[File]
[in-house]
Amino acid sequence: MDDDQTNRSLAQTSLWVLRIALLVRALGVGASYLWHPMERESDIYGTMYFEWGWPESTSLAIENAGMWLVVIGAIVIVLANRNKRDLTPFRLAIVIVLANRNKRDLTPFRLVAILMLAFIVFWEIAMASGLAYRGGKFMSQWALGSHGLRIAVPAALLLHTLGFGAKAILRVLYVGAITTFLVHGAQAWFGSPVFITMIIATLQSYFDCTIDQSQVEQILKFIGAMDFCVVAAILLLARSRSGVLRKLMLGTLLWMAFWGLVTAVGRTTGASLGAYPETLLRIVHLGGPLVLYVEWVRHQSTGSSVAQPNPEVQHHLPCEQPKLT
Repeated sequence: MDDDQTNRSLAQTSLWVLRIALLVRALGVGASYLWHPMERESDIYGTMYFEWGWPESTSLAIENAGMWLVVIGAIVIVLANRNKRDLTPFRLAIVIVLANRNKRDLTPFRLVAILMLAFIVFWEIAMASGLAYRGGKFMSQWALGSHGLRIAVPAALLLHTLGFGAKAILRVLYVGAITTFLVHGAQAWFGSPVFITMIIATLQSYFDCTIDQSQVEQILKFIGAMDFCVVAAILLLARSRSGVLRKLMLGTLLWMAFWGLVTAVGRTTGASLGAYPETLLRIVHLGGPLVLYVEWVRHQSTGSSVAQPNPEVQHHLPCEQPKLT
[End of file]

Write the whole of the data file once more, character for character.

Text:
[in-house]
Amino acid sequence: MDDDQTNRSLAQTSLWVLRIALLVRALGVGASYLWHPMERESDIYGTMYFEWGWPESTSLAIENAGMWLVVIGAIVIVLANRNKRDLTPFRLAIVIVLANRNKRDLTPFRLVAILMLAFIVFWEIAMASGLAYRGGKFMSQWALGSHGLRIAVPAALLLHTLGFGAKAILRVLYVGAITTFLVHGAQAWFGSPVFITMIIATLQSYFDCTIDQSQVEQILKFIGAMDFCVVAAILLLARSRSGVLRKLMLGTLLWMAFWGLVTAVGRTTGASLGAYPETLLRIVHLGGPLVLYVEWVRHQSTGSSVAQPNPEVQHHLPCEQPKLT
Repeated sequence: MDDDQTNRSLAQTSLWVLRIALLVRALGVGASYLWHPMERESDIYGTMYFEWGWPESTSLAIENAGMWLVVIGAIVIVLANRNKRDLTPFRLAIVIVLANRNKRDLTPFRLVAILMLAFIVFWEIAMASGLAYRGGKFMSQWALGSHGLRIAVPAALLLHTLGFGAKAILRVLYVGAITTFLVHGAQAWFGSPVFITMIIATLQSYFDCTIDQSQVEQILKFIGAMDFCVVAAILLLARSRSGVLRKLMLGTLLWMAFWGLVTAVGRTTGASLGAYPETLLRIVHLGGPLVLYVEWVRHQSTGSSVAQPNPEVQHHLPCEQPKLT